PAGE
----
Citizen science is a term used for projects in which individual volunteers or networks of volunteers, many of whom may have no specific scientific training, perform or manage research-related tasks such as observation, measurement, or computation.
The use of citizen science networks often allows scientists to accomplish research objectives more feasibly than would otherwise be possible. In addition, these projects aim to promote public engagement with the research, as well as with science in general.
Share your observations about temporary geological exposures — GeoExposures — or geological hazards (such as a landslides or flooding).
Calling all adventurers, intrepid geology fans and keen photographers; in some parts of the UK the BGS photographic coverage is limited due to extreme terrain or difficult to reach vantage points. The BGS is asking for your help to photograph these 'EXposures'!
GeoSocial is a tool currently being developed for displaying geoscience-related posts from social media sites such as Twitter. Social media provides a different channel for gathering potentially useful scientific information from the public.
A short questionnaire to record what people experienced during an earthquake. It helps us quickly gather a large volume of information that suports instrumental data and may give vital information, about the level of shaking, to emergency services.
mySoil is an iPhone/iPad app that includes an option for the public to upload information about the soil where
they live, helping to improve knowledge about the properties of soils and the vegetation habitats that they provide.
Send us information or photographs of recent flood events in your area. We will record events and this information will help us to further understand flooding processes and how to best mitigate against this hazard.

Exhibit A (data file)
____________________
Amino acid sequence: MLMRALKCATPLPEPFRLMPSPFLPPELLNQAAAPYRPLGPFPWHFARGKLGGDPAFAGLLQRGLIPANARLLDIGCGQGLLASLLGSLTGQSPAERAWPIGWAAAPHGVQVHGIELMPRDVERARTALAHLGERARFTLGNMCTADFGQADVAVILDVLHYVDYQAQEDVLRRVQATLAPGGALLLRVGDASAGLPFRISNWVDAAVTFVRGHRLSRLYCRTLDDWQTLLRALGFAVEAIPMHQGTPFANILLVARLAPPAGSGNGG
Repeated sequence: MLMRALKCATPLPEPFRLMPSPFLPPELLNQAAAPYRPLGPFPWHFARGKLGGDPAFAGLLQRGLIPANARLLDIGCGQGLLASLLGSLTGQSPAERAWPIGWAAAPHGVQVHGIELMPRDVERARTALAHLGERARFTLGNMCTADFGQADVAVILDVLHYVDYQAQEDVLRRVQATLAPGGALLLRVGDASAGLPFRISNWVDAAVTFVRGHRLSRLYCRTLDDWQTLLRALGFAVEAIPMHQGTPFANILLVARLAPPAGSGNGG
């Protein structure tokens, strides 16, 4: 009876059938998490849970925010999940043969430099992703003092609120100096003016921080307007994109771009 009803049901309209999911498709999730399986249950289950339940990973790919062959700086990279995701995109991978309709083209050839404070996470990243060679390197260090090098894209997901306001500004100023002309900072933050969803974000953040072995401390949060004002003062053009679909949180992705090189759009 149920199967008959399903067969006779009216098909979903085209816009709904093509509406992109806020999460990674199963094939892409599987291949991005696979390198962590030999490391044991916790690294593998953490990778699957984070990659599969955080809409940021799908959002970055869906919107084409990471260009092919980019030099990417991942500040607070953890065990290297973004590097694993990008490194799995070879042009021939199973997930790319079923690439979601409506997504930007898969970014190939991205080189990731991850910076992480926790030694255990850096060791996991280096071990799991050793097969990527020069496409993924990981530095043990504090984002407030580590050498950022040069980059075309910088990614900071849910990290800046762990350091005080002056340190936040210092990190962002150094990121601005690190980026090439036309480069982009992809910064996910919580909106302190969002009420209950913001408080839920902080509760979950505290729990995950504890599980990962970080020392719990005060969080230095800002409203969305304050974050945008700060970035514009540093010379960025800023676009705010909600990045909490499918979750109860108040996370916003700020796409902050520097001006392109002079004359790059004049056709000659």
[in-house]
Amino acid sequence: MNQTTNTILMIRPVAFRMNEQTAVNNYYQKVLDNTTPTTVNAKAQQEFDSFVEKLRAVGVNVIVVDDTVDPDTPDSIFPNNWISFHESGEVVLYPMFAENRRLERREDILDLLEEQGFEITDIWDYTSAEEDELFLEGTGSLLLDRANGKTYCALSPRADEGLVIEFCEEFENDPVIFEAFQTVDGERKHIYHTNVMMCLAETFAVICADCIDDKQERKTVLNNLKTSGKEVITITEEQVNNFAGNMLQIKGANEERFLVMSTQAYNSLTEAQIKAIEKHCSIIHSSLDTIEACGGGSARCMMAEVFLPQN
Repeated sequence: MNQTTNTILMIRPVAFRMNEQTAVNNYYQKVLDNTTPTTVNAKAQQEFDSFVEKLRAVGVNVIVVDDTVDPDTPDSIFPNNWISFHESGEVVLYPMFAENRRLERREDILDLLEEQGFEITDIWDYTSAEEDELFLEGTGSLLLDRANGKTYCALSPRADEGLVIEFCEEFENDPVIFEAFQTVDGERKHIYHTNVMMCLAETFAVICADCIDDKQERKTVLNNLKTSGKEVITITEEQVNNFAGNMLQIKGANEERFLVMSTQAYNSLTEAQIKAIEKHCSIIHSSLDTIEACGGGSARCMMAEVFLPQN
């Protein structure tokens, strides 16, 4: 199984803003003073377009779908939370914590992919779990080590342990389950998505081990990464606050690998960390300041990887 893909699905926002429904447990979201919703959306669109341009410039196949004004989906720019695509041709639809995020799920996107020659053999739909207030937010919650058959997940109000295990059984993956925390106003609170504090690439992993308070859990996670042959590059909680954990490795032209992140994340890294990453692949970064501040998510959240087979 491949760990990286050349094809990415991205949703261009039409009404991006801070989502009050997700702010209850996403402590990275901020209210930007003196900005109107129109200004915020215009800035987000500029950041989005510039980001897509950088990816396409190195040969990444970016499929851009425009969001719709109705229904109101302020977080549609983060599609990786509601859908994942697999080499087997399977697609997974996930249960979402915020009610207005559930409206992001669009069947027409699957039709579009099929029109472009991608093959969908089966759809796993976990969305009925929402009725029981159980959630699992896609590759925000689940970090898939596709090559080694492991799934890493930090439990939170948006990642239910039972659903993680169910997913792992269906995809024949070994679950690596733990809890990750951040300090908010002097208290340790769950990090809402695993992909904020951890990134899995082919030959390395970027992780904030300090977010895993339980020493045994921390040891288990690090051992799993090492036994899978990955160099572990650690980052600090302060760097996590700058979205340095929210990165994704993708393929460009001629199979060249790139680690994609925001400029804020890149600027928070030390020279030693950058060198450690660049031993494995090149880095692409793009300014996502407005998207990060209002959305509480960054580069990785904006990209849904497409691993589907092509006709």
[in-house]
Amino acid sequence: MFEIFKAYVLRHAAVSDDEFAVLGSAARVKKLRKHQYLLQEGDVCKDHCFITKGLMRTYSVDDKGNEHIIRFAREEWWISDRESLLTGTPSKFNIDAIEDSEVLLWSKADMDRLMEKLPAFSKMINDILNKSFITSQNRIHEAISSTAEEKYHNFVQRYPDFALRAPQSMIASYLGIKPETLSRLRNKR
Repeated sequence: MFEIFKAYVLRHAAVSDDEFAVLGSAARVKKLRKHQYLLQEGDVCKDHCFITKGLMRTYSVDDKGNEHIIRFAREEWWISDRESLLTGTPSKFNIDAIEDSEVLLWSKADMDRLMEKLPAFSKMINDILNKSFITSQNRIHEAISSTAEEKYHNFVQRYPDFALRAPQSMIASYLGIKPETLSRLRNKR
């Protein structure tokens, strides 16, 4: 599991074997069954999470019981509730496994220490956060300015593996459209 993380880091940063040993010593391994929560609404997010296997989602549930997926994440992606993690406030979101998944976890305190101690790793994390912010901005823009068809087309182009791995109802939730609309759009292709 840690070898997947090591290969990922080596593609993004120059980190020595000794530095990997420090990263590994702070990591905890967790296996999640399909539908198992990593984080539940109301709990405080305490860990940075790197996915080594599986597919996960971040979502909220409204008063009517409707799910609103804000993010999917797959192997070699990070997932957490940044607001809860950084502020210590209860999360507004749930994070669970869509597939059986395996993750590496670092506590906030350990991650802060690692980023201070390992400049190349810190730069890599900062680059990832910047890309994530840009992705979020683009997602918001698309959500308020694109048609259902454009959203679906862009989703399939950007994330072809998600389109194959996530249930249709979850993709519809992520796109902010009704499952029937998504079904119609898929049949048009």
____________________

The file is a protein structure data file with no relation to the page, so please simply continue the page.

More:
The Landslides Team at BGS record the landslides of Great Britain. Please tell us about any British landslides you may have seen on TV, heard about on the radio or read in newspapers etc. Perhaps you have been affected in some way or seen a landslide happen yourself?
The UK School Seismology project enables schools to detect signals from large earthquakes happening anywhere in the world. Participtating UK schools can upload data from their seismometers and share it with other schools around the world.
Collecting samples of volcanic ash can be very simple and helps to provide information on the distribution of the ash fall.
By uploading and depositing photos or materials, you, as depositor, do so on the understanding they may be used/re-used by others.
By depositing photos and materials you take full responsibility:
If there are doubts about ownership, check first before making a deposit on BGS citizen science sites.
BGS Citizen Science operates under the code of a:
Creative Commons Attribution-NonCommercial 3.0 Unported License.
For further information about citizen science in the BGS contact bgscitizenscience